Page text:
Types of yoghurts include traditional Full Fat, Skim and No Fat yoghurts, Greek yoghurt, Yoghurts with added fruit preparations or flavours, drinking yoghurt, organic, yoghurt products for baby and frozen yoghurts in tubs and sticks.
Traditional Yoghurt is available in full fat, and variations of reduce fat or no fat. As the fat is pulled out though you may find that along with the fat level dropping, the protein level may increase slightly and the carbohydrate level increases in yoghurts not containing artificial sweeteners. In some cases where artificial sweeteners are not used, No fat yoghurts may contain 12-17.5g of sugar per 100g.
Greek Yoghurt gets its thick creamy texture by straining out as much of the whey as possible after the proteins have curdled giving its characteristic thick creamy texture.
Ingredients in Yoghurts – Yoghurts that are Diet, No Sugar, No-Added Sugar or that use a fruit preparation (fruit swirl through the yoghurt) often contain a number of other ingredients used to stabilise, add sweetness, improve flavour, viscosity and quality. These ingredients can include and are not limited to bulking agents, sugars (sucrose, fructose, fruit, fruit juice and juice concentrate), thickeners (including starches (tapioca, rice, maize), gums and stabilisers (including 410 locust bean gum, 441 gelatine, 406 agar, 440 pectin, 412 guar, 415 xanthan gum, 452 Polyphosphates, 407 Carrageenan)), Inulin, numerous flavours and colours, Artificial Sweeteners (955 Sucralose, 951 Aspartame, 950 Acesulphame Potassium) Acidity Regulators (330 Citric Acid, 331 Sodium Citrate, 296 Malic Acid, 332 Potassium Citrate), Preservatives (202 Potassium Sorbate)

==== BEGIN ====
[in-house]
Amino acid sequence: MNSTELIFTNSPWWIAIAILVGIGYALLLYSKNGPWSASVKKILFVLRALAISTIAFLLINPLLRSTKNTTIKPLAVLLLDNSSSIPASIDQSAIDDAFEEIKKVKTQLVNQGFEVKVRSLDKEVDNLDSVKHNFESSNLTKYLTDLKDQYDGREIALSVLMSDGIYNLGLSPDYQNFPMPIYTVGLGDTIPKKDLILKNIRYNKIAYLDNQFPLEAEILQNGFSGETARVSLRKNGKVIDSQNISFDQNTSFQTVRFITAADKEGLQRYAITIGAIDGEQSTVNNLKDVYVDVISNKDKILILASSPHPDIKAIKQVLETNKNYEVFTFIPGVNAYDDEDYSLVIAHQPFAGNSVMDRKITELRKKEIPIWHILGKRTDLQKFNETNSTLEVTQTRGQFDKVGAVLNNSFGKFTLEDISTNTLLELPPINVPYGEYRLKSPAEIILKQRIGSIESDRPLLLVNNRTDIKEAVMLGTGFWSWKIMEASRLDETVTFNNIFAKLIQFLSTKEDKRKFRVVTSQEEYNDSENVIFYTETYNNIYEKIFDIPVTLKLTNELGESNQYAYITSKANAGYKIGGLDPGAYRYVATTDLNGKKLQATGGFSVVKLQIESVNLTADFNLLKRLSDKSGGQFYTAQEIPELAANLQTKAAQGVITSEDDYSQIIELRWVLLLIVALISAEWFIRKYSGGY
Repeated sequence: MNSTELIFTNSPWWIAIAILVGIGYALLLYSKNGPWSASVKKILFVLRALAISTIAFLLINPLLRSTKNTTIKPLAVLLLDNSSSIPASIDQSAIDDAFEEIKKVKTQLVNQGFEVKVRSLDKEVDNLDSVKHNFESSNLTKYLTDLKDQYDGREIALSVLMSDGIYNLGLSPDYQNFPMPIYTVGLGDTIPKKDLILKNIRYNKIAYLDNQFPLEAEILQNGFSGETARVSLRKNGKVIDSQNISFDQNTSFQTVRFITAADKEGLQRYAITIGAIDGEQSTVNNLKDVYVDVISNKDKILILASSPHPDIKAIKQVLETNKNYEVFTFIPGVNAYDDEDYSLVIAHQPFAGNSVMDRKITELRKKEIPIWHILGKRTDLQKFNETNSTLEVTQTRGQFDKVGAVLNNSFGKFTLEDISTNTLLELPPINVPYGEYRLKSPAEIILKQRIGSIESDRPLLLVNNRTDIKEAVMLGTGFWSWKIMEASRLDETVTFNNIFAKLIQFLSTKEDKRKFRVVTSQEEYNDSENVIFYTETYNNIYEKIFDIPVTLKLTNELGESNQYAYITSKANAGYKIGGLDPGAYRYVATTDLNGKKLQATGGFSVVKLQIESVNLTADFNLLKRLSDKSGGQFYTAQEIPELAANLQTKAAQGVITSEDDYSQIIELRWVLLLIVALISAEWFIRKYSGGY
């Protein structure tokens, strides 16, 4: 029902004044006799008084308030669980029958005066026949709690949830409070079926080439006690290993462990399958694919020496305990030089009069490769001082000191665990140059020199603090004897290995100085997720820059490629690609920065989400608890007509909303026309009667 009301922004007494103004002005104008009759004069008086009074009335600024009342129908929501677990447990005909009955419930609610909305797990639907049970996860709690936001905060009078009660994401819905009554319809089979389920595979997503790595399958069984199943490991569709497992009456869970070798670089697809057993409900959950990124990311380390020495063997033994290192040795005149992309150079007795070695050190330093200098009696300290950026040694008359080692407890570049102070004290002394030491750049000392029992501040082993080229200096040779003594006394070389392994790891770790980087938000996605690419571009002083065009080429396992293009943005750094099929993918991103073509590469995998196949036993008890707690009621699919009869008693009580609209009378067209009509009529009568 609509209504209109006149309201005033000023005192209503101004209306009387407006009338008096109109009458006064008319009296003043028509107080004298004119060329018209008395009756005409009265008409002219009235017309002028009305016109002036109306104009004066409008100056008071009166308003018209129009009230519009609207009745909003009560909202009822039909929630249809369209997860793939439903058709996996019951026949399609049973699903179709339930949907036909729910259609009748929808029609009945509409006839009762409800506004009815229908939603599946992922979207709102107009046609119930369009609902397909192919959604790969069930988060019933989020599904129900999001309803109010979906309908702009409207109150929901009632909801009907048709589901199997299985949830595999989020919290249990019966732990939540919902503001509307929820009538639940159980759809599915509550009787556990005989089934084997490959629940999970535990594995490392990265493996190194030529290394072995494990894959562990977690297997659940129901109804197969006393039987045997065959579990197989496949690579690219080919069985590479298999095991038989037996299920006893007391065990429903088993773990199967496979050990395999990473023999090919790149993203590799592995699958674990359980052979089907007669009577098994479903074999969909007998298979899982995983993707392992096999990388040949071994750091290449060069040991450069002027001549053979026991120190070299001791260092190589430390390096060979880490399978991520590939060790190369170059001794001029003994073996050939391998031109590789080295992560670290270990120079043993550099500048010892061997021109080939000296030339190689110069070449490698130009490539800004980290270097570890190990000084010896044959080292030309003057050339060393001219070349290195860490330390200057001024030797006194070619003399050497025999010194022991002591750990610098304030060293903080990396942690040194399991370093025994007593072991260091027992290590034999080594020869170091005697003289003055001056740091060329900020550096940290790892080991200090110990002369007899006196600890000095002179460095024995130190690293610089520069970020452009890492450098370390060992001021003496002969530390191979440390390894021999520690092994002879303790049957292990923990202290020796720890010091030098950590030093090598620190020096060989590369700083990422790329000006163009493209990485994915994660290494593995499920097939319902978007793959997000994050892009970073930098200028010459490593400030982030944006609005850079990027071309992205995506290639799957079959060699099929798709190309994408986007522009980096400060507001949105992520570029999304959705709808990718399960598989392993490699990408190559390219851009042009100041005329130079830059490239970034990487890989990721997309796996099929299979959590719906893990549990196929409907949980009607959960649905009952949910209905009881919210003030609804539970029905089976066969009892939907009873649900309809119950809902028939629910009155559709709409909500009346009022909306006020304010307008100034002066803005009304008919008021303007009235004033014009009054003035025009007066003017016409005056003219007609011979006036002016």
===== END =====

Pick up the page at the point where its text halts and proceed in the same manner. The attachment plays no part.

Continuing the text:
For more information on yoghurt please see the link to the FSANZ Standard 2.5.3 – http://www.foodstandards.gov.au/code/Pages/default.aspx
Dried Dairy Products used in Further Processed Foods
There are a number of dried powdered dairy products used in further processed food products. These include but are not limited to –
Milk Powders – Milk Powders are produced by evaporating the water component out of pasteurised milk to a specific solids content and then spray or drum drying. They are available in Whole, Skim, and Butter Milk Powders and are commonly used as ingredients in products such as infant formula, chocolate and confectionary, bakery fillings, dairy snacks, Diet and Sports Nutrition products etc.
Milk Solids – Milk Solids are produced either as full fat or Non Fat and are similar but may not have been produced to the same specification as the Dried Milk Powders you find at the supermarket. They are produced in the same way, with the water being evaporated from fresh milk, then the remaining solids are spray or drum dried. They are a cheap source of solids and are commonly used by manufacturers as a bulking agent and to provide body and richness to products. You will find Milk Solids in a range of products including soft cheeses such as ice cream, ricotta, cream cheese, low fat yoghurt, dairy desserts such as custards and cheesecakes, bakery, dessert and cake premixes etc.
Cream Powder – Cream Powder is made from fresh cream and skim milk that is spray dried. It’s used to provide flavour and a creamy mouthfeel to all types of applications from savoury to sweet. Product cream powder can be used in include confectionary and chocolate, sauces, side dishes, soups, bakery products, and frozen desserts.